On the night before Halloween this year — spooky! — I obliterated a raccoon with my car. I had time to register a striped tail darting into the road before I felt a sizable collision. Raccoons, I’ve discovered, are actually fairly large animals, especially when they’re serving as impromptu speed bumps.
I’ve always had a thing with rodents. Or, more specifically, my mom has always had a thing with rodents. Is fear of rodents genetic? Probably not, but watching my mom visibly wince at the mention of rats throughout my childhood could not have endeared them to me. Hamsters were out of the question; families who had pet hamsters were not to be trusted.
Mice in our house were never spoken of — they were disposed of, silently, by my father, whose normal levels of rodent-induced queasiness were considered heroic.
I understand that raccoons are not, technically, rodents. However, their rodent-y hands and collective sewer presence demarcates them, for me, as a part of the larger rodent group that I roundly despise. I felt oddly guilty about that raccoon, though. Where was he going? Why was he running so fast? Was he practicing for a marathon?
Having been raised in a house equal parts superstition and religion — whenever my dad sees a black cat, he encourages us all to pray a quick “Hail Mary,” utilizing the religious forces at hand to dispel of the seemingly unreligious bearer of superstition — I took the raccoon’s death as a bad omen.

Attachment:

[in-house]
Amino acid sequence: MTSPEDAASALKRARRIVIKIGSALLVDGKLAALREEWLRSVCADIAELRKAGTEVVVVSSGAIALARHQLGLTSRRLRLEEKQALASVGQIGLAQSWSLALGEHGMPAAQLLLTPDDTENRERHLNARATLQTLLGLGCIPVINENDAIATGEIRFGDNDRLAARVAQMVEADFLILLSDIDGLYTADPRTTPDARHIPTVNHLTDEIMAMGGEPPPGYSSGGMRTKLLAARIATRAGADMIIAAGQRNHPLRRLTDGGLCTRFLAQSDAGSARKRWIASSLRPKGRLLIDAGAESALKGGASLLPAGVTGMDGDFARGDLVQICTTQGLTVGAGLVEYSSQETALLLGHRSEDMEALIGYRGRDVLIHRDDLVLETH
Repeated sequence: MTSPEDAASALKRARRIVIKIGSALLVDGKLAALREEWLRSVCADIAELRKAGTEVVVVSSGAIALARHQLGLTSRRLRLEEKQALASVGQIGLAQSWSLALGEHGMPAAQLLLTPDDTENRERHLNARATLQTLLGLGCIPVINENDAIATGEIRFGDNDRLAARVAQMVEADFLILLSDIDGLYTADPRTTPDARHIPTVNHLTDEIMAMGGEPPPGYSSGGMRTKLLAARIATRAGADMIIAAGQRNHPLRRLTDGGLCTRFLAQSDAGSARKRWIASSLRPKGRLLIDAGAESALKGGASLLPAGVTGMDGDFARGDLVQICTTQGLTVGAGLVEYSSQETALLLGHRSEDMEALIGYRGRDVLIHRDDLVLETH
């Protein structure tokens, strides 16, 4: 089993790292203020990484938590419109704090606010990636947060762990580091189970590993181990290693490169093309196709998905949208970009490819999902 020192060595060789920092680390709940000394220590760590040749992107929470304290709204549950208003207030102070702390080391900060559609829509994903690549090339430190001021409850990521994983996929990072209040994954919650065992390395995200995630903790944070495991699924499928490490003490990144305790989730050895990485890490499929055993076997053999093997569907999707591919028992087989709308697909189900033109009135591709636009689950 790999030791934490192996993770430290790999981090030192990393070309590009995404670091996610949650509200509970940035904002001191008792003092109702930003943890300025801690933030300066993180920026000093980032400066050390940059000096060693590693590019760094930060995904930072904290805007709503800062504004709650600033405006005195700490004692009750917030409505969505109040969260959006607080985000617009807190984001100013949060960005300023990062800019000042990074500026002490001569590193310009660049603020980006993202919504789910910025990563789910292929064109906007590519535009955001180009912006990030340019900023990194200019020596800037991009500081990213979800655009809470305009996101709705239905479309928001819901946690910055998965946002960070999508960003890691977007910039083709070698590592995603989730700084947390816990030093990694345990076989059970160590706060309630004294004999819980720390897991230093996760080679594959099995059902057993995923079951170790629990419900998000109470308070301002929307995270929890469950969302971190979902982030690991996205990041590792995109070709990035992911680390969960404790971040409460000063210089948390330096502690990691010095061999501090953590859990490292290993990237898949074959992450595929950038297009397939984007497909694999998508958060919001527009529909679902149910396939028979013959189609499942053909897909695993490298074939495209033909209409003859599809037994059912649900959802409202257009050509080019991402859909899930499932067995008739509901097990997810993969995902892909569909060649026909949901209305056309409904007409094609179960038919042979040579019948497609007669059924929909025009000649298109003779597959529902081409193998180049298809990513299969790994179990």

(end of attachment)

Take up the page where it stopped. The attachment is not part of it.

A few nights later, I saw a possum on my walk home. Let me be clear: if I dislike raccoons, I hate possums. They look like zombie rat-raccoon blends. As ridiculous as it sounds (what was the possum going to do, chase me back to my dorm?), I ran, faster than I have in recent memory, until I felt the fear seeping out of my system. A week later, on the night of the election, I emerged from my friend’s room to find a possum scavenging five feet away from me. The cycle felt complete.
Everything was going horribly. Possums were stalking me to seek revenge for their fallen comrade, and President Donald Trump was ascending to the highest political seat of power in our nation. And it was my fault, for killing that raccoon and setting in motion this unbreakable cycle of superstition.
Superstition dictates that my debts to the raccoon gods have been paid — bad things come in threes, and I saw two possums and one Trump. Somewhere in my rational brain, I know that my fear of rodents seems thoroughly ridiculous. I also know that late one night, on a New York subway platform, I glanced onto the tracks and saw a living, breathing, writhing carpet of rats.
My fear felt like a physical presence, dragging my breaths, slamming against my lungs — no less real than the tunnels of the subway itself. I know that my slaughtering of that raccoon didn’t elect Trump president, but for now, I’m going to avoid the backroads of North Carolina and try my hardest to be kind to the raccoons around me.